This week we go really old school with a big hoss, the 45-70 Government. This comes from a time when people not only rode horses, but also fired guns while riding them. This is among the largest cartridges we have examined so far. This cartridge’s energy exceeds that that of the venerable 30-06 Springfield from last week.
Due to changes over time, we have to define this cartridge in two different eras. While developers conceived it during the black powder era, it managed to make the transition from black powder to early smokeless powder, and finally to modern smokeless powder.
The numbers of the cartridge defined the bullet diameter (.45), the mass of powder in grains (70), and the bullet weight in grains (330, 350, 405, and 500). However, the powder ratings are those of black powder or early smokeless powder. Modern powder loads range from 50.4-54.0 grains of modern smokeless powder.
The cartridge came about to compliment the new 1873 Springfield Trapdoor rifle used by the U.S. military. This rifle became both famous and infamous during the Indian wars which following the U.S. Civil War. Most infamously, the rifle was at Little Big Horn in June 1876 in the hands of the U.S. Cavalry. However, it was not the 45-70 cartridge that was partly responsible for the lopsided defeat of the U.S. soldiers that day. The cartridge used at the battle was the 45-55. Bean counters, in their infinite wisdom, believed the less powder would save barrels for longer use. Furthermore, armed with better repeating lever-action rifles, the Indians had the tactical and numerical advantage.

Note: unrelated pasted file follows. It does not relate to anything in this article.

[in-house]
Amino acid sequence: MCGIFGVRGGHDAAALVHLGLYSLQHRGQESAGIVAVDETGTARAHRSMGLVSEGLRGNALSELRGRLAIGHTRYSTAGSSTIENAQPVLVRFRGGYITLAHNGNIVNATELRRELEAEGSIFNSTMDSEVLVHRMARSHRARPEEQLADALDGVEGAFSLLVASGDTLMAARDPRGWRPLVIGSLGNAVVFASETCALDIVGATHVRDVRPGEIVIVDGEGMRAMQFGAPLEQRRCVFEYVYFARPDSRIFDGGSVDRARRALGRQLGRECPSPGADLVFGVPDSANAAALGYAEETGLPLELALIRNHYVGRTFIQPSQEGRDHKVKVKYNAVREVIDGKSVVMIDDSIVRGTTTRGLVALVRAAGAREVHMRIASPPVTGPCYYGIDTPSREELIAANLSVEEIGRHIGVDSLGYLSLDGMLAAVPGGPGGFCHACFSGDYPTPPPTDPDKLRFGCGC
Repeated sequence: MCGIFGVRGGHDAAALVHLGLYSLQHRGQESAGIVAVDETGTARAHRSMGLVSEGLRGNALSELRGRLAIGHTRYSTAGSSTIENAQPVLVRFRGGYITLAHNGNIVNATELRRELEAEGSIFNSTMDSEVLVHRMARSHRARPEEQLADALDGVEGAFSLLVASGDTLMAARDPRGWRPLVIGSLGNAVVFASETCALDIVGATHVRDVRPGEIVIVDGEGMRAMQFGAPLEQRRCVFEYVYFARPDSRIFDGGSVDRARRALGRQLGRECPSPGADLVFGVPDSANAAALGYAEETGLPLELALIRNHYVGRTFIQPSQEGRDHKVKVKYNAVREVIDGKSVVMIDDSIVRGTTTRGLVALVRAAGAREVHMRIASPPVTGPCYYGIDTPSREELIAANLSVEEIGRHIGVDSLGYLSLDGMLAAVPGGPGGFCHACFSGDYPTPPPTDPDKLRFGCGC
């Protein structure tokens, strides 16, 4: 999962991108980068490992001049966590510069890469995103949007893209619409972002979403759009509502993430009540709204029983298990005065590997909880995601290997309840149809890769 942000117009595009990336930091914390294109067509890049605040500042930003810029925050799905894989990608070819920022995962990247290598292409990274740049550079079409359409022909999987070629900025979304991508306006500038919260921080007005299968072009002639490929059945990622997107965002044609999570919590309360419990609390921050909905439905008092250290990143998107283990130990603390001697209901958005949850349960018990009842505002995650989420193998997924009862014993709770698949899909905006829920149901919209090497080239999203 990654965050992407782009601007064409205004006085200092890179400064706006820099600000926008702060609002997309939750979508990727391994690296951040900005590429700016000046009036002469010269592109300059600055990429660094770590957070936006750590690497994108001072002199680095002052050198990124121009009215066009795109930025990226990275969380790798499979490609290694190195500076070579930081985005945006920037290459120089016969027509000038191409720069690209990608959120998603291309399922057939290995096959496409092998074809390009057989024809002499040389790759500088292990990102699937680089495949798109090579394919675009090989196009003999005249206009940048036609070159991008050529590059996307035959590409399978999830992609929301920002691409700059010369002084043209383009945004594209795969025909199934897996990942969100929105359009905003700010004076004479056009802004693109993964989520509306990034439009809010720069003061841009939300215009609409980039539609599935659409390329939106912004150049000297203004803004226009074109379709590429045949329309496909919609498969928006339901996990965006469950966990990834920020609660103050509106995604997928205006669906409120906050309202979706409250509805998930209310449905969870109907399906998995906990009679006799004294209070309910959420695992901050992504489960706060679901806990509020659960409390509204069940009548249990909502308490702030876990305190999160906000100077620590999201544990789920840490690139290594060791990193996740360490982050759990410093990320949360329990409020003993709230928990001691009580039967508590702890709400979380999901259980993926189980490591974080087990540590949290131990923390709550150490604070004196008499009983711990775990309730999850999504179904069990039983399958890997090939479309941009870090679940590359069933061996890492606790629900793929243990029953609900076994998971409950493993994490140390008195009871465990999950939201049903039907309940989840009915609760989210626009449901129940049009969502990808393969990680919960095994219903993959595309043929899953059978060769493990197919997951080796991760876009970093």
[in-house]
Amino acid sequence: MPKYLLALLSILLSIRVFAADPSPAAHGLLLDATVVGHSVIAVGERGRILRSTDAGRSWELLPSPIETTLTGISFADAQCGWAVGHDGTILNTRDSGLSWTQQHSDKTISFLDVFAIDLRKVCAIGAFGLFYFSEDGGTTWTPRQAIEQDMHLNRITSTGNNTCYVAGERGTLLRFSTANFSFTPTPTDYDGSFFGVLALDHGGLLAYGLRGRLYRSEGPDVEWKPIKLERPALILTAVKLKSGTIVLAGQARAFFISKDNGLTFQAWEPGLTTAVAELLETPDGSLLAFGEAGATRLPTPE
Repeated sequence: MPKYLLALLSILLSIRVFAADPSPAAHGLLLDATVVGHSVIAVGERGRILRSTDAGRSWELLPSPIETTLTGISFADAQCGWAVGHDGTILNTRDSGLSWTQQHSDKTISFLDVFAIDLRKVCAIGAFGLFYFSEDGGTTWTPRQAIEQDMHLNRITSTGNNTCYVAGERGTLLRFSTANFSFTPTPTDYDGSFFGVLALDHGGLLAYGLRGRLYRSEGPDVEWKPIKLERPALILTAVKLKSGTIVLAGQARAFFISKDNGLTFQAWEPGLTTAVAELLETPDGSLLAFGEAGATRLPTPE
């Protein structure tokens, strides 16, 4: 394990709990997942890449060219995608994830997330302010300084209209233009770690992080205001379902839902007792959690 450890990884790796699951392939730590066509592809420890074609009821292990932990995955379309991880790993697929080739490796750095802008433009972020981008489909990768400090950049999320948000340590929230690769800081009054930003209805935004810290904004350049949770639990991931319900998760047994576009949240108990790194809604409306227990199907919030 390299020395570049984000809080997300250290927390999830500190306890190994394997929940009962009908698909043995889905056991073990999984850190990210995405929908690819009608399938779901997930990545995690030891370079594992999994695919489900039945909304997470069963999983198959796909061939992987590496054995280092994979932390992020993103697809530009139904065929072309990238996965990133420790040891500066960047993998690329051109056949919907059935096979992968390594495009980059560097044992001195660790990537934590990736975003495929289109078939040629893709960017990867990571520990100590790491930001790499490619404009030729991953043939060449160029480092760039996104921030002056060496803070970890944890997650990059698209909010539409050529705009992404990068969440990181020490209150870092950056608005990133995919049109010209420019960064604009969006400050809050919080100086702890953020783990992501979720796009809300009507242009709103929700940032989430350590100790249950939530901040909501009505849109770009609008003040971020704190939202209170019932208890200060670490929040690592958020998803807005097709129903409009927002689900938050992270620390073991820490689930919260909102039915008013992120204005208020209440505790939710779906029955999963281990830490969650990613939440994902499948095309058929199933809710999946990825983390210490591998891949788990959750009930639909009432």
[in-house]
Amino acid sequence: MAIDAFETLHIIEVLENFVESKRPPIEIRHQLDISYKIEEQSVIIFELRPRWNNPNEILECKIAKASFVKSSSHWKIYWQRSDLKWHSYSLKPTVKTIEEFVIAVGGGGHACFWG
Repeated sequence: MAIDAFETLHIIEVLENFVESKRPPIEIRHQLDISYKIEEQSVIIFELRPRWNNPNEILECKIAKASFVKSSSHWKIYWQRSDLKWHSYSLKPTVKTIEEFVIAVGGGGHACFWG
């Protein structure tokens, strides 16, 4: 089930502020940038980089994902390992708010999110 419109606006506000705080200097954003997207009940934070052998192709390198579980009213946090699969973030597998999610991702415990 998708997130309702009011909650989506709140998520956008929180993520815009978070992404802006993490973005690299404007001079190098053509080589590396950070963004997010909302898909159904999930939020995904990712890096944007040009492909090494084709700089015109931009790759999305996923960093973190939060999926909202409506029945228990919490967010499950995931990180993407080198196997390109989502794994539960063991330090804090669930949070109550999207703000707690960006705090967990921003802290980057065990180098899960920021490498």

The Trapdoor is a single shot rifle that must be reloaded after each shot. The bean counters and brain trust of the military believed the soldiers would waste ammo with a repeating rifle, and the single shot would force them to take better aim at their targets.
The 45-70 cartridge still vindicated itself and returned to service following the Little Big Horn debacle. The 45-55 died along with the soldiers on that Montana hillside. However, the 45-70 survived, and it became a hunting caliber for taking game such as buffalo and elk. To this day, with the energy of 3500–3700 ft-lbs, it still is a big game threat.
While this cartridge possesses true knockdown power, its greatest weakness is its trajectory in traditional firearms. The large hunk of lead falls to the ground quickly beyond 150 yards and accuracy is wanting at that distance or beyond. To get more distance out of this cartridge, you would need an increase in powder, and that would not have been good for most of the early 45-70 rifles. Only modern rifles have the durability to withstand the needed increase in pressure created from a larger amount of powder.
Modern guns with modern 45-70 ammunition can shoot consistently to about 200-250 yards. This would be a decent choice for larger game. I would be very leery of shooting modern smokeless powder ammunition in a 19th century rifle. I am sure there are those who will decry me for saying that, but if it were my gun and my head, I would protect them well and by a modern firearm. There are some things you can’t replace.
|Cartridge||Bullet Weight||Muzzle Velocity||Muzzle Energy|
|30-30 Win||150 Grains||2,480 fps||2,049 ft.-lbs.|
|.303 British||150 Grains||2,690 fps||2,400 ft.-lbs.|
|45-70 Goverment||300 Grains||2,191 fps.||3,730 ft.-lbs.|
|7.62X51 /.308W||150 Grains||2,750 fps||2,518 ft.-lbs.|
|7.62X63 / 30.06R||150 Grains||2,900 fps||2,820 ft.-lbs.|